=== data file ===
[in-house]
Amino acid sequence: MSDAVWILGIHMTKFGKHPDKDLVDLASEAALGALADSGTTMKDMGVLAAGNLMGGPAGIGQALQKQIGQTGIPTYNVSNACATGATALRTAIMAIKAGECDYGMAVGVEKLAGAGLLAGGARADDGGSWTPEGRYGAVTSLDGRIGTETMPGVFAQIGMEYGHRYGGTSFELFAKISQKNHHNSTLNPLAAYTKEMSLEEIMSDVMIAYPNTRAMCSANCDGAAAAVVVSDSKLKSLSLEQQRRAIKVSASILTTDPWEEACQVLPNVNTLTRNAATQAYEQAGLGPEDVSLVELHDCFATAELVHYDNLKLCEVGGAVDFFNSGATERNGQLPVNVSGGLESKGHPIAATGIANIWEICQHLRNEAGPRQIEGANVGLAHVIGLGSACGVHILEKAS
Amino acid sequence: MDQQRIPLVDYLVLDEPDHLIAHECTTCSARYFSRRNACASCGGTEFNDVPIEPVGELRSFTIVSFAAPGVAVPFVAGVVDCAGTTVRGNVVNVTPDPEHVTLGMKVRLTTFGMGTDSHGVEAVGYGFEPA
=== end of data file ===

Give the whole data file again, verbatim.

[in-house]
Amino acid sequence: MSDAVWILGIHMTKFGKHPDKDLVDLASEAALGALADSGTTMKDMGVLAAGNLMGGPAGIGQALQKQIGQTGIPTYNVSNACATGATALRTAIMAIKAGECDYGMAVGVEKLAGAGLLAGGARADDGGSWTPEGRYGAVTSLDGRIGTETMPGVFAQIGMEYGHRYGGTSFELFAKISQKNHHNSTLNPLAAYTKEMSLEEIMSDVMIAYPNTRAMCSANCDGAAAAVVVSDSKLKSLSLEQQRRAIKVSASILTTDPWEEACQVLPNVNTLTRNAATQAYEQAGLGPEDVSLVELHDCFATAELVHYDNLKLCEVGGAVDFFNSGATERNGQLPVNVSGGLESKGHPIAATGIANIWEICQHLRNEAGPRQIEGANVGLAHVIGLGSACGVHILEKAS
Amino acid sequence: MDQQRIPLVDYLVLDEPDHLIAHECTTCSARYFSRRNACASCGGTEFNDVPIEPVGELRSFTIVSFAAPGVAVPFVAGVVDCAGTTVRGNVVNVTPDPEHVTLGMKVRLTTFGMGTDSHGVEAVGYGFEPA